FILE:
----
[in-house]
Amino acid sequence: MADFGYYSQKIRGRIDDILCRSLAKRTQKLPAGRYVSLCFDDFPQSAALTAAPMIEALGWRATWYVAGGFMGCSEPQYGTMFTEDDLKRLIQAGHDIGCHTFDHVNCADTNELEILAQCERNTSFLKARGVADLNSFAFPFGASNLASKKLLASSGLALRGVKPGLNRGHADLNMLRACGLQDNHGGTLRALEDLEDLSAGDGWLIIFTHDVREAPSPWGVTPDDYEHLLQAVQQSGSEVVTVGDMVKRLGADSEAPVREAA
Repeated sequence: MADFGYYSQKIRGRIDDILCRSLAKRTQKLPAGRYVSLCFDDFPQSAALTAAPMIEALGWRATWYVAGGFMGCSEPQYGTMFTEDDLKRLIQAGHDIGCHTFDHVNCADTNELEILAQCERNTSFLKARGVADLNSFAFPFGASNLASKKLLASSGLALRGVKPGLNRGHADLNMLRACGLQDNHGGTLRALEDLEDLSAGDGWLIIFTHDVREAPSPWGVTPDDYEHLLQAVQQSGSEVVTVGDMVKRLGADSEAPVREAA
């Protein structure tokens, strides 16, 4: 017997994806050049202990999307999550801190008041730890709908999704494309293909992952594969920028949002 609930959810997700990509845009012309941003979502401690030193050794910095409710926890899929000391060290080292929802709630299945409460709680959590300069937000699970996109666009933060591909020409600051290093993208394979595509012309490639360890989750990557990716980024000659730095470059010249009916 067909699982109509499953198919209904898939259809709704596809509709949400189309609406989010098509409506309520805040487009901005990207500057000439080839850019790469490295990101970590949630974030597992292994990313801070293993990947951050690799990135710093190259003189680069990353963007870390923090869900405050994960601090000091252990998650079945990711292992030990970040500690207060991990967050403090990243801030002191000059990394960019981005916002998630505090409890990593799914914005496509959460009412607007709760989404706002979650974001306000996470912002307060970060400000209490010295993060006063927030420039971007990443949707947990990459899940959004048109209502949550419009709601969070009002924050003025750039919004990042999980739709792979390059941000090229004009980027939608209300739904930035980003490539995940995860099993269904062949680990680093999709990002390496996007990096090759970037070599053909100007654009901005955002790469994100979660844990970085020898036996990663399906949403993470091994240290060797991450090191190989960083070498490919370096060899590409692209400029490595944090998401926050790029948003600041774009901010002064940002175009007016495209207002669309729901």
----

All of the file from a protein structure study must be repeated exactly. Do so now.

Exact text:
[in-house]
Amino acid sequence: MADFGYYSQKIRGRIDDILCRSLAKRTQKLPAGRYVSLCFDDFPQSAALTAAPMIEALGWRATWYVAGGFMGCSEPQYGTMFTEDDLKRLIQAGHDIGCHTFDHVNCADTNELEILAQCERNTSFLKARGVADLNSFAFPFGASNLASKKLLASSGLALRGVKPGLNRGHADLNMLRACGLQDNHGGTLRALEDLEDLSAGDGWLIIFTHDVREAPSPWGVTPDDYEHLLQAVQQSGSEVVTVGDMVKRLGADSEAPVREAA
Repeated sequence: MADFGYYSQKIRGRIDDILCRSLAKRTQKLPAGRYVSLCFDDFPQSAALTAAPMIEALGWRATWYVAGGFMGCSEPQYGTMFTEDDLKRLIQAGHDIGCHTFDHVNCADTNELEILAQCERNTSFLKARGVADLNSFAFPFGASNLASKKLLASSGLALRGVKPGLNRGHADLNMLRACGLQDNHGGTLRALEDLEDLSAGDGWLIIFTHDVREAPSPWGVTPDDYEHLLQAVQQSGSEVVTVGDMVKRLGADSEAPVREAA
């Protein structure tokens, strides 16, 4: 017997994806050049202990999307999550801190008041730890709908999704494309293909992952594969920028949002 609930959810997700990509845009012309941003979502401690030193050794910095409710926890899929000391060290080292929802709630299945409460709680959590300069937000699970996109666009933060591909020409600051290093993208394979595509012309490639360890989750990557990716980024000659730095470059010249009916 067909699982109509499953198919209904898939259809709704596809509709949400189309609406989010098509409506309520805040487009901005990207500057000439080839850019790469490295990101970590949630974030597992292994990313801070293993990947951050690799990135710093190259003189680069990353963007870390923090869900405050994960601090000091252990998650079945990711292992030990970040500690207060991990967050403090990243801030002191000059990394960019981005916002998630505090409890990593799914914005496509959460009412607007709760989404706002979650974001306000996470912002307060970060400000209490010295993060006063927030420039971007990443949707947990990459899940959004048109209502949550419009709601969070009002924050003025750039919004990042999980739709792979390059941000090229004009980027939608209300739904930035980003490539995940995860099993269904062949680990680093999709990002390496996007990096090759970037070599053909100007654009901005955002790469994100979660844990970085020898036996990663399906949403993470091994240290060797991450090191190989960083070498490919370096060899590409692209400029490595944090998401926050790029948003600041774009901010002064940002175009007016495209207002669309729901």